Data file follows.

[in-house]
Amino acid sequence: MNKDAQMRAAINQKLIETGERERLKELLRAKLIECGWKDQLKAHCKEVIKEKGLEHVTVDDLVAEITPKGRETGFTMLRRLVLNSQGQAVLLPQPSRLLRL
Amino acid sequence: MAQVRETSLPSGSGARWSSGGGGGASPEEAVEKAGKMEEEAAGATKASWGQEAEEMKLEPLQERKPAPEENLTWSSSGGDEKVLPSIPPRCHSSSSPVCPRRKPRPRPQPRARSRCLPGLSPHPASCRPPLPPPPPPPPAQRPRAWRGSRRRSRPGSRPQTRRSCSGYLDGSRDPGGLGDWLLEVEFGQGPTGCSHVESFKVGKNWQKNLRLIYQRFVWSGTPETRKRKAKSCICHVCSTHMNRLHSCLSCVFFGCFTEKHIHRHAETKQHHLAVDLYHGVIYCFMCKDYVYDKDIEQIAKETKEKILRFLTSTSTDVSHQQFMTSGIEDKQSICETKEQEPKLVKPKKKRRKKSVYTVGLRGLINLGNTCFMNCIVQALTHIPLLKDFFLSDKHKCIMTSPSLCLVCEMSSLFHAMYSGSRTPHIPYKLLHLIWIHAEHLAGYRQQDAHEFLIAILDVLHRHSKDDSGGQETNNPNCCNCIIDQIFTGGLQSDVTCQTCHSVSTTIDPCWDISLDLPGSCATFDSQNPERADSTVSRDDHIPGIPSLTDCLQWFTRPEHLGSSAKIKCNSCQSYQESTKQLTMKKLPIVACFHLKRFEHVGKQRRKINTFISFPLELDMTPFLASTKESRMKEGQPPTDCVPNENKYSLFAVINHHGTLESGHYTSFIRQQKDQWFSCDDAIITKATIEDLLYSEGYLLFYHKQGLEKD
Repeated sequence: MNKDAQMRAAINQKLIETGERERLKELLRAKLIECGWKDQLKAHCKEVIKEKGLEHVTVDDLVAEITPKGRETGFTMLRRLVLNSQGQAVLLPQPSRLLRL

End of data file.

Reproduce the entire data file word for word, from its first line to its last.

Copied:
[in-house]
Amino acid sequence: MNKDAQMRAAINQKLIETGERERLKELLRAKLIECGWKDQLKAHCKEVIKEKGLEHVTVDDLVAEITPKGRETGFTMLRRLVLNSQGQAVLLPQPSRLLRL
Amino acid sequence: MAQVRETSLPSGSGARWSSGGGGGASPEEAVEKAGKMEEEAAGATKASWGQEAEEMKLEPLQERKPAPEENLTWSSSGGDEKVLPSIPPRCHSSSSPVCPRRKPRPRPQPRARSRCLPGLSPHPASCRPPLPPPPPPPPAQRPRAWRGSRRRSRPGSRPQTRRSCSGYLDGSRDPGGLGDWLLEVEFGQGPTGCSHVESFKVGKNWQKNLRLIYQRFVWSGTPETRKRKAKSCICHVCSTHMNRLHSCLSCVFFGCFTEKHIHRHAETKQHHLAVDLYHGVIYCFMCKDYVYDKDIEQIAKETKEKILRFLTSTSTDVSHQQFMTSGIEDKQSICETKEQEPKLVKPKKKRRKKSVYTVGLRGLINLGNTCFMNCIVQALTHIPLLKDFFLSDKHKCIMTSPSLCLVCEMSSLFHAMYSGSRTPHIPYKLLHLIWIHAEHLAGYRQQDAHEFLIAILDVLHRHSKDDSGGQETNNPNCCNCIIDQIFTGGLQSDVTCQTCHSVSTTIDPCWDISLDLPGSCATFDSQNPERADSTVSRDDHIPGIPSLTDCLQWFTRPEHLGSSAKIKCNSCQSYQESTKQLTMKKLPIVACFHLKRFEHVGKQRRKINTFISFPLELDMTPFLASTKESRMKEGQPPTDCVPNENKYSLFAVINHHGTLESGHYTSFIRQQKDQWFSCDDAIITKATIEDLLYSEGYLLFYHKQGLEKD
Repeated sequence: MNKDAQMRAAINQKLIETGERERLKELLRAKLIECGWKDQLKAHCKEVIKEKGLEHVTVDDLVAEITPKGRETGFTMLRRLVLNSQGQAVLLPQPSRLLRL